It is no surprise that adoption is a life-altering experience that can result in long-term emotional changes. For birth mothers, there may be a sense of loss and grief associated with child placement. Even after making the selfless decision to seek a better life for their child, they may still struggle afterward. 

If you find yourself dealing with post-adoptive emotional challenges, note that you are not alone. The psychological effects of adoption on birth mothers are real. Let’s take a look at these effects and how you can cope with them moving forward.

Psychological Challenges Birth Mothers Face

While every adoption experience is different, they all share one purpose: a desire to seek a better future for a child. Despite the circumstances that led to a child’s placement in a new home, the adoption process is an emotional journey filled with complex feelings that may resurface from time to time. 

According to, “there can be ongoing grief feelings that birth mothers feel over the loss of their child.” Do note that feelings of grief can vary. No birth mother will experience the same level of sorrow after an adoption. One woman might accept her feelings of sadness, while another might try to force herself to “suck it up” and move on. Need to say something about the effects of grief in general, not that these are just adoption-related effects. Here is a sample of the possible psychological effects of adoption on birth mothers:

  • A loss of identity
  • Feelings of loss
  • Anger 
  • Denial
  • Guilt and shame
  • Loss of energy
  • Trouble maintaining relationships
  • Lack of concentration
  • Fear of judgment
  • Feelings of anxiety

There are a few things to consider when trying to understand the emotional journey a birth mother endures. For starters, complex feelings may vary depending on whether a woman is pregnant or has already delivered a child. Women who discover they are pregnant may feel shame and embarrassment. 

In the United States, the reported rate of clinical postpartum depression in new mothers ranges between 10% and 20%. Around one in seven women can develop postpartum depression (PPD). Those who have already placed their child up for adoption may also experience symptoms of postpartum depression. 

How Birth Mothers Can Cope With Adoption

Now that you have a better understanding of the psychological effects of adoption on birth mothers, it is time to discuss coping strategies. Here are some ways you can take care of yourself when dealing with adoption-related emotions:

Give yourself time

The most important thing you can do for your inner peace is to give yourself time to process intense feelings. There is no established timeline for women to heal and “move on” from their emotions. Sadness and grief can re-emerge, even when you least expect them. Be kind to yourself as you move forward in your life.

Surround yourself with loved ones

In times of emotional distress, the last thing you should do is deal with your emotions alone. Friends and family members can offer a safe space where you can discuss your feelings without feeling judged. In a Baylor University resource article, Dr. Elissa Madden stated that friends and families should use active listening to become mindful of what mothers are experiencing. It’s important to spend as much time as possible around supportive friends and family as non-supportive individuals may disrupt mental health processes.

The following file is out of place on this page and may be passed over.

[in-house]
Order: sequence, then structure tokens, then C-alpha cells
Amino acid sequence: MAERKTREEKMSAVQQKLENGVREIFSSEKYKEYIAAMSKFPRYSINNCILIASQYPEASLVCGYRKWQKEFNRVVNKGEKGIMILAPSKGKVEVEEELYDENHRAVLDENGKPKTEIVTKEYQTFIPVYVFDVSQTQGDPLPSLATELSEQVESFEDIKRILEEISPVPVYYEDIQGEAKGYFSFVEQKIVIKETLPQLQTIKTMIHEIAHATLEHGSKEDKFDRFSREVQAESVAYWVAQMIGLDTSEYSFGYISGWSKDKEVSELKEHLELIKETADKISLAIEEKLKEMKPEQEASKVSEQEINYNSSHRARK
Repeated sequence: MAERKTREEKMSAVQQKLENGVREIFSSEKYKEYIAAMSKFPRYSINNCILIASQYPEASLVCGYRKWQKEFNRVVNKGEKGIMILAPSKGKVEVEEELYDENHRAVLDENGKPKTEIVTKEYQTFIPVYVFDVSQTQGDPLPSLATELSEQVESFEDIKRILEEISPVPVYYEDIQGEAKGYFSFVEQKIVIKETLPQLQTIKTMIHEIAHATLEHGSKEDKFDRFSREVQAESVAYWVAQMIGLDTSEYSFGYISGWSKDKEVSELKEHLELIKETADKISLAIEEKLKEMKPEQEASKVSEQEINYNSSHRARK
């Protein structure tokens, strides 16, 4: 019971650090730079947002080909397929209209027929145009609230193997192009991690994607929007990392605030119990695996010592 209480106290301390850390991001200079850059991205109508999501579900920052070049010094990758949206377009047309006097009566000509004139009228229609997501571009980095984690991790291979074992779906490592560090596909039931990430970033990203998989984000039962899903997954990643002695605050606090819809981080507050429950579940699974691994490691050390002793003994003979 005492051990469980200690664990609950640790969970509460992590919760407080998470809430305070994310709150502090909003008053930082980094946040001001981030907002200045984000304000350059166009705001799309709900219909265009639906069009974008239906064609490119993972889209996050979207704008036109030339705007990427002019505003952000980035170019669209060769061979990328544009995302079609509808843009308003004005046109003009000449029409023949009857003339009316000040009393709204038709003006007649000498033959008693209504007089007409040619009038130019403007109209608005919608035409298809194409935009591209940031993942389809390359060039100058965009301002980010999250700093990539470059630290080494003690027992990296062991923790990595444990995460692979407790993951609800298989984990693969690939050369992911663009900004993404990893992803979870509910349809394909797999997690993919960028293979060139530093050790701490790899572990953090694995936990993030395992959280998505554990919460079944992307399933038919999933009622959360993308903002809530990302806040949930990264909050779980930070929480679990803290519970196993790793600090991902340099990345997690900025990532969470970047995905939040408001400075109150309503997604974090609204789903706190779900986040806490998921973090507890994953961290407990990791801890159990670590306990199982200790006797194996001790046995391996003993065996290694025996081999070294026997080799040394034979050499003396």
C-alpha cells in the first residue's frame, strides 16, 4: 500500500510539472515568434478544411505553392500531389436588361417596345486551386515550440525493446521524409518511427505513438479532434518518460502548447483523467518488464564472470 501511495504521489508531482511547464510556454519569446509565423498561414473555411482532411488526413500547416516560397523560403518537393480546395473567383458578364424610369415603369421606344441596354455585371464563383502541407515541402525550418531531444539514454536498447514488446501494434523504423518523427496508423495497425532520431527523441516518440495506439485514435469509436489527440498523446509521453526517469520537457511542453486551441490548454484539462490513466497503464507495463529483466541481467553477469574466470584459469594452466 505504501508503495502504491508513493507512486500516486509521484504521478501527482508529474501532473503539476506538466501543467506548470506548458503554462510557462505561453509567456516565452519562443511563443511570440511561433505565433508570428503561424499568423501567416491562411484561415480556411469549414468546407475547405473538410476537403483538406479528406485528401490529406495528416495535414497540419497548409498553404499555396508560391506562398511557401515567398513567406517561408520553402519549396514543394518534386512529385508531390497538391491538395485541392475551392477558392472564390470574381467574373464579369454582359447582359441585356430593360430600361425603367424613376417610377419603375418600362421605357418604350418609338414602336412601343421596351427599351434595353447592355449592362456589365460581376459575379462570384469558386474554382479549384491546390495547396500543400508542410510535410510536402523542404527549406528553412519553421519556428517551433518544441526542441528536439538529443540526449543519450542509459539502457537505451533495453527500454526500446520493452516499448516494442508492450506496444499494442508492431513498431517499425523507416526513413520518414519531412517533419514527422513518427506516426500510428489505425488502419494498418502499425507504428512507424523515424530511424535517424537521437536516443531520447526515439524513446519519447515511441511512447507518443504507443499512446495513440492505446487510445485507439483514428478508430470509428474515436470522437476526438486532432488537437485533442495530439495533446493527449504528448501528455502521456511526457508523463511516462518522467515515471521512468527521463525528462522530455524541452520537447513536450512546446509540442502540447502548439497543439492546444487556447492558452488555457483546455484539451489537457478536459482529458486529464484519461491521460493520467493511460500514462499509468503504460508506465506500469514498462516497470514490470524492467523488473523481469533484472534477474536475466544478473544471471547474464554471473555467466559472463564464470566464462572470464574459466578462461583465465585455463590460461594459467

Sometimes, confiding in loved ones is all you need to come to terms with your adoption experience. Some loved ones may be grieving this process alongside birth mothers and an open and loving dialogue can help everyone process their feelings. 

Seek counseling services

While friends and family can offer comfort and support, sometimes it’s better to seek professional help. When loved ones are grieving as well, sometimes it’s easier to talk to a third party. A well-qualified support person can train you on coping mechanisms, help you adapt to life-changing circumstances, and offer reassurance in times of emotional distress, or just be a sounding board if that’s what you need. More importantly, your counselor should have significant training in adoption counseling/services. Often in smaller towns there is a shortage of adoption counseling trained professionals. It’s best to look instead for someone who specializes in loss and grief.

Speak with your doctor

If you start noticing a strong intensity of emotional distress or experience symptoms of depression, speak with your doctor. While they may not provide counseling services, a doctor can prescribe forms of treatment to combat feelings of depression. Further, a psychologist, psychiatrist, or OB-GYN may be able to prescribe targeted medication. Those looking for talk therapy will find it in a counselor. 

Select open adoption

Open adoption can be incredibly helpful if you want to maintain a relationship with your baby. For some birth mothers, remaining in their child’s life, and watching them as they grow, is more than enough to give them peace of mind. Not only will it help you be at peace as you become comfortable with your decision, but you will also remain a vital part of your child’s life.  

Seek Support From Texas Adoption Center

The psychological effects of adoption on birth mothers are nothing new. The important thing is to recognize your emotions, give yourself time to heal, and move forward with your life. If you need coordinated assistance, we are here to help! Texas Adoption Center can provide you with expert-led support that is personal and catered to your needs.

We offer post-adoption counseling services so you can regain control of your emotions and move forward with a sense of self-appreciation.

Contact us to get started!

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